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ab(j)ĭc|ĭō, -ĕre, abjēcī, abjectum. (abˈji.tʃi.o) v. trans.

  1. To throw down.
  2. To throw away; to toss aside; to leave behind.

[ab + iacio.]

Cic. 11% Class. 0% Rom. 0% Med. 0% Neo. 0%


Noun constructions

Objects of abicere

Preposition constructions


  • αʹ Cicero, Ad Atticum 10.8:
hoc vide, non esse iudicium de tota contentione in Hispaniis, nisi forte iis amissis arma Pompeium abiecturum putas Notice, the turning point of the whole struggle is not in Spain, unless you think Pompey will be throwing down his arms if by chance he loses it.
  • βʹ Cicero, Ad Atticum 11.21:
accepi VI Kal. Sept. litteras a te datas XII Kal. doloremque quem ex Quinti scelere iam pridem acceptum iam abieceram, lecta eius epistula gravissimum cepi. On the 27th of August, I received a letter you sent on the 21st, and the pain I received from Quintus' crime a long time ago, which I had by this time put behind me, I felt again most severely on reading his letter.
  • γʹ Cicero, Ad Atticum 13.31:
Obsecro, abiciamus ista et semiliberi saltem simus, quod adsequemur et tacendo et latendo. Please, let's put these things aside, and be at least half-free, which we can achieve by keeping quiet and lying low.
  • γ² n. Cicero, Ad Atticum 13.47:
ea quae in manibus habebam abieci I tossed aside what I had in my hands.
  • δʹ Cicero, Ad Atticum 12.40:
quam bene, nihil ad rem, sed genus scribendi id fuit quod nemo abiecto animo facere posset. How good it was is not the point, but the style of writing was that which no one with a depressed mind could have made.
  • εʹ Cicero, Ad Atticum 15.29:
Sextum scutum abicere nolebam. I didn't want Sextus to throw away his shield.
  • στʹ n. Cicero, Ad Atticum 16.5:
tamen etiam rogo ut, si quae minus antea propter infirmitatem aetatis constanter ab eo fieri videbantur, ea iudices illum abiecisse And yet I askif he seemed to do anything less consistently before, due to the weakness of his youththat you realize he has left such things behind.
  • στ² n. Cicero, Ad Atticum 16.7:
quae cum audissem, sine ulla dubitatione abieci consilium profectionis quo me hercule ne antea quidem delectabar. When I had heard these things, I put aside, without any doubt, my plan for departurewhich, I swear, I wasn't enjoying even before that.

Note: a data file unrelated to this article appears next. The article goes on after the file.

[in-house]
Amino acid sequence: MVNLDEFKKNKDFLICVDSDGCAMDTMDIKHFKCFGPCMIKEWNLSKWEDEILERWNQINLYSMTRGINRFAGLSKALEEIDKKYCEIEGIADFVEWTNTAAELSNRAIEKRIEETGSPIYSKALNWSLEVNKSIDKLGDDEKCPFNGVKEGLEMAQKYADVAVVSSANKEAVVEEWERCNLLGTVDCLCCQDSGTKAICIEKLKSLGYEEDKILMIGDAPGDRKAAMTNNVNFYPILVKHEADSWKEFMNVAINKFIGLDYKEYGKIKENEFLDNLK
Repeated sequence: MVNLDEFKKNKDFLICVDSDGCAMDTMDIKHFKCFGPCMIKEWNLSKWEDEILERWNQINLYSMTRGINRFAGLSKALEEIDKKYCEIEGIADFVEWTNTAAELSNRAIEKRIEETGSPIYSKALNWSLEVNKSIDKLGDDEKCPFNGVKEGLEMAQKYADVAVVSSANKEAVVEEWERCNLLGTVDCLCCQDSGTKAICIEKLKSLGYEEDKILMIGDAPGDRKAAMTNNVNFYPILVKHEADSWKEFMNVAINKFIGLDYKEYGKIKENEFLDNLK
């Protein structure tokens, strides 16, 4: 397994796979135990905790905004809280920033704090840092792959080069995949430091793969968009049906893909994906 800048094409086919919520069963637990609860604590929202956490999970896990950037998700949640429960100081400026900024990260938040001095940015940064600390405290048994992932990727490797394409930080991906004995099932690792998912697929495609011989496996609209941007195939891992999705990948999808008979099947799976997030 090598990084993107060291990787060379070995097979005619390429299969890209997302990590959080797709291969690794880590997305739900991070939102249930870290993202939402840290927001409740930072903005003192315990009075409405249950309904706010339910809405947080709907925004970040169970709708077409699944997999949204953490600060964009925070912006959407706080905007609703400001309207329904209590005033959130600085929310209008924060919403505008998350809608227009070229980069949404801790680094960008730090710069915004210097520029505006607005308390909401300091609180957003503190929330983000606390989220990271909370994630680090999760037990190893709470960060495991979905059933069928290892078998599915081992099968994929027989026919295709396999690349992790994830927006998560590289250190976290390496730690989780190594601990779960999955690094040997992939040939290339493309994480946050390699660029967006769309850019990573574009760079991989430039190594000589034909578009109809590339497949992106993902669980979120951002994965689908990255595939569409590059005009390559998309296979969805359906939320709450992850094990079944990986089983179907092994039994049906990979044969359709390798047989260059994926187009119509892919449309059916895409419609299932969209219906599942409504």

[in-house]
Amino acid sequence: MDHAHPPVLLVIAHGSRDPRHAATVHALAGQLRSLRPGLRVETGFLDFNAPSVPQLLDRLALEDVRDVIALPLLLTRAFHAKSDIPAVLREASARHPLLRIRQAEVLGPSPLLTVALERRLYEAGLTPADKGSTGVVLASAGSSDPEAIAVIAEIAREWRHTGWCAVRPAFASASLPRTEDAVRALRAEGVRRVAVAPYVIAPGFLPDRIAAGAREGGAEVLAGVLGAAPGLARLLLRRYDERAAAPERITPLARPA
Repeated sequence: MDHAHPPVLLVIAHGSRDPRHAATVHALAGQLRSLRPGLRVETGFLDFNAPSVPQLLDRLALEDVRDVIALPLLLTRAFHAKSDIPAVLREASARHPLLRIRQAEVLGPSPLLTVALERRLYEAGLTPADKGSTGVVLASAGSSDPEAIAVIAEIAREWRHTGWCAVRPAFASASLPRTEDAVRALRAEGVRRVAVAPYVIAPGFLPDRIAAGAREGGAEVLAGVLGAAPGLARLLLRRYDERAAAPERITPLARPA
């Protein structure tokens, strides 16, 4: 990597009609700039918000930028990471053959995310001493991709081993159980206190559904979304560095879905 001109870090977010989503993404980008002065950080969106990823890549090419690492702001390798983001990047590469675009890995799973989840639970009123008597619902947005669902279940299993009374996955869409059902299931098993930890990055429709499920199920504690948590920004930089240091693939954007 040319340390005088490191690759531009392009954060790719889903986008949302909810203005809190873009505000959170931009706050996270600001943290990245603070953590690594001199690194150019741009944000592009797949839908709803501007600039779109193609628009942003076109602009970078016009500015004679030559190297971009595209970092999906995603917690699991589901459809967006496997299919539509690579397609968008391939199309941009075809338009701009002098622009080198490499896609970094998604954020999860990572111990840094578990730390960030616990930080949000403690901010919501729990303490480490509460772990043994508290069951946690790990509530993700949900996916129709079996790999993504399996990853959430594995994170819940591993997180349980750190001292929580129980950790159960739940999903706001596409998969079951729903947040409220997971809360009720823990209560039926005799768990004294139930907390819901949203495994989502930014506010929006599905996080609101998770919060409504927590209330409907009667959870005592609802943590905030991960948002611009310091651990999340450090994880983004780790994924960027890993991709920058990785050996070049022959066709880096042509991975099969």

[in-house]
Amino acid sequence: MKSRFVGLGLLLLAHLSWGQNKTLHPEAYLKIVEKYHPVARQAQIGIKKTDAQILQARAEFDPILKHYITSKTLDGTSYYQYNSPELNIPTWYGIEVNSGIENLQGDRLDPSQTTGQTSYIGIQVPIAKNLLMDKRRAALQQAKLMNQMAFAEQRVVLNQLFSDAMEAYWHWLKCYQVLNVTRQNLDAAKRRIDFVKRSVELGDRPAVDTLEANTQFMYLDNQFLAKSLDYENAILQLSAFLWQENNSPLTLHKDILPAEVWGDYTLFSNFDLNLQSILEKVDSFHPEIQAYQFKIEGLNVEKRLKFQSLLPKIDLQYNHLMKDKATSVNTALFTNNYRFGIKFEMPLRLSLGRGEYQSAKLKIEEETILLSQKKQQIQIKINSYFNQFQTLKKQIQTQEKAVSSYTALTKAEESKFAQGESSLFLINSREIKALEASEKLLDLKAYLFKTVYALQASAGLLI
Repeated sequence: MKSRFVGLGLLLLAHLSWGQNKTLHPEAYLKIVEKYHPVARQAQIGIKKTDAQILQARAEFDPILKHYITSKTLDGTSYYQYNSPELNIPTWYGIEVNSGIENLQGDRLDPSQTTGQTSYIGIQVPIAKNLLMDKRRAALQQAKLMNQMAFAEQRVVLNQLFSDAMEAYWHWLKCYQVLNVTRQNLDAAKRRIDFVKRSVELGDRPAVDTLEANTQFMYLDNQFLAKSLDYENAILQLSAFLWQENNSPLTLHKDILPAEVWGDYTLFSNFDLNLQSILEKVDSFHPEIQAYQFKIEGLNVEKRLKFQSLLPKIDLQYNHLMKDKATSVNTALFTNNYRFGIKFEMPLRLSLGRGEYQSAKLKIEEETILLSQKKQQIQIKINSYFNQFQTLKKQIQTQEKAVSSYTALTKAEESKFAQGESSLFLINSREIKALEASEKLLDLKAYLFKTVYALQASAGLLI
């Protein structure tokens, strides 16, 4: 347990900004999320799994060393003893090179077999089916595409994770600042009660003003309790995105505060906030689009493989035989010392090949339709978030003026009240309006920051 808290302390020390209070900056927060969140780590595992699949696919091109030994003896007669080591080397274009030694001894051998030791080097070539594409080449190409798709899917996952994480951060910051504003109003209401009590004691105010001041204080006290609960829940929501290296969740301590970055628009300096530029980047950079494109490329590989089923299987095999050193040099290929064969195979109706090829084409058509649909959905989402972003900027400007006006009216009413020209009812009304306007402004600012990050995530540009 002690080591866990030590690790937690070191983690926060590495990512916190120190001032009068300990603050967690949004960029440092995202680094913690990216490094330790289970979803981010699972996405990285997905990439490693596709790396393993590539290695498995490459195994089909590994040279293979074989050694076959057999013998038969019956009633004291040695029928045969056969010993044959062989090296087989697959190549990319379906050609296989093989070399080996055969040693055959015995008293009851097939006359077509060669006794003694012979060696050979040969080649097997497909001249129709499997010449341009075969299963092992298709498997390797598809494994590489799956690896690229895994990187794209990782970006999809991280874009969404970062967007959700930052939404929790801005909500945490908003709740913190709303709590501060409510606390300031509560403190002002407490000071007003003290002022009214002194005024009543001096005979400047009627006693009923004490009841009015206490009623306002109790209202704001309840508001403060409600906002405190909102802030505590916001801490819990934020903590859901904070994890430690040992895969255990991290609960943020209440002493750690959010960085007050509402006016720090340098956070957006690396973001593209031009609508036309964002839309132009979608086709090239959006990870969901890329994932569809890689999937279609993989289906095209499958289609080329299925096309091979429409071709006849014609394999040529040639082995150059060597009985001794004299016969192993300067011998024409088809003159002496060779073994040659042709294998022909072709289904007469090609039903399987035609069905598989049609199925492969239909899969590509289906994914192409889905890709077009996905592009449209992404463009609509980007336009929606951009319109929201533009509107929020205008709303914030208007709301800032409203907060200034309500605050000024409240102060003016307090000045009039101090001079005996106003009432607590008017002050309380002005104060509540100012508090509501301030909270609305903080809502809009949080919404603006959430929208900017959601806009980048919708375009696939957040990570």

• ζʹ Cicero, Ad Atticum 2.7:
iam pridem gubernare me taedebat, etiam cum licebat; nunc vero cum cogar exire de navi non abiectis sed ereptis gubernaculis, cupio istorum naufragia ex terra intueri For a long time now I've been tired of steering, even while I was allowed; and now that I'm being forced to leave this ship, the helm not left behind but snatched away, I am quite eager to watch the wreckage from dry land.
  • ηʹ Cicero, Ad Atticum 3.2:
plura scribere non possum; ita sum animo perculso et abiecto. I can't write more; my heart is so upset and downcast.
  • θʹ Cicero, Ad Atticum 3.19:
ad salutem libentissime ex tuo portu proficiscar et, si ea praecisa erit, nusquam facilius hanc miserrimam vitam vel sustentabo vel, quod multo est melius, abiecero. I'll be so glad to set out for my well-being from your safe haven and, if that path is cut off from me, there will be nowhere I may more easily support orwhat's much betterthrow away this most miserable life.
  • ιʹ n. prep. Cicero, Ad Atticum 4.2:
Serranus pertimuit et Cornicinus ad suam veterem fabulam rediit; abiecta toga se ad generi pedes abiecit. Serranus was terrified and Cornicinus reprised his old role: he threw off his toga and threw himself at his son-in-law's feet.
  • ιαʹ n. Cicero, Ad Atticum 5.11:
Memmius autem aedificandi consilium abiecerat; sed erat Patroni iratus. Now, Memmius had set aside his plan to build; but he was mad at Patro.
  • ιβʹ Cicero, Ad Atticum 5.20:
Brutum abiectum quantum potui excitavi; quem non minus amo quam tu, paene dixi quam te. I encouraged Brutus, who was depressed, as much as I could; I love him no less than you doI almost said "than yourself".
  • ιγʹ Cicero, Ad Atticum 6.9:
Nec me κενὸν in expetendo cognosces nec ἄτυφον in abiciendo. You will find me to be neither vain in seeking it nor modest in turning it down.
  • ιδʹ Cicero, Ad Atticum 7.3:
Quin nunc ipsum non dubitabo rem tantam abicere, si id erit rectius. In fact at this point I wouldn't hesitate to toss such a great thing aside, if it would be the right thing to do.
  • ιεʹ n. prep. Cicero, Ad Atticum 8.9:
Non sum veritus ne viderer adsentari quoi tali in re libenter me ad pedes abiecissem. I wasn't afraid of seeming to flatter; I'd have gladly thrown myself at his feet for such a thing.
  • ιστʹ Cicero, Ad Atticum 8.12:
Qua re nunc saltem ad illos calculos revertamur quos tum abiecimus, ut non solum gloriosis consiliis utamur sed etiam paulo salubrioribus. Anyway, because of this we should return to that strategy which we then left behind: we will not merely follow advice that would lead to glory, but also to that which is a bit more advantageous to us.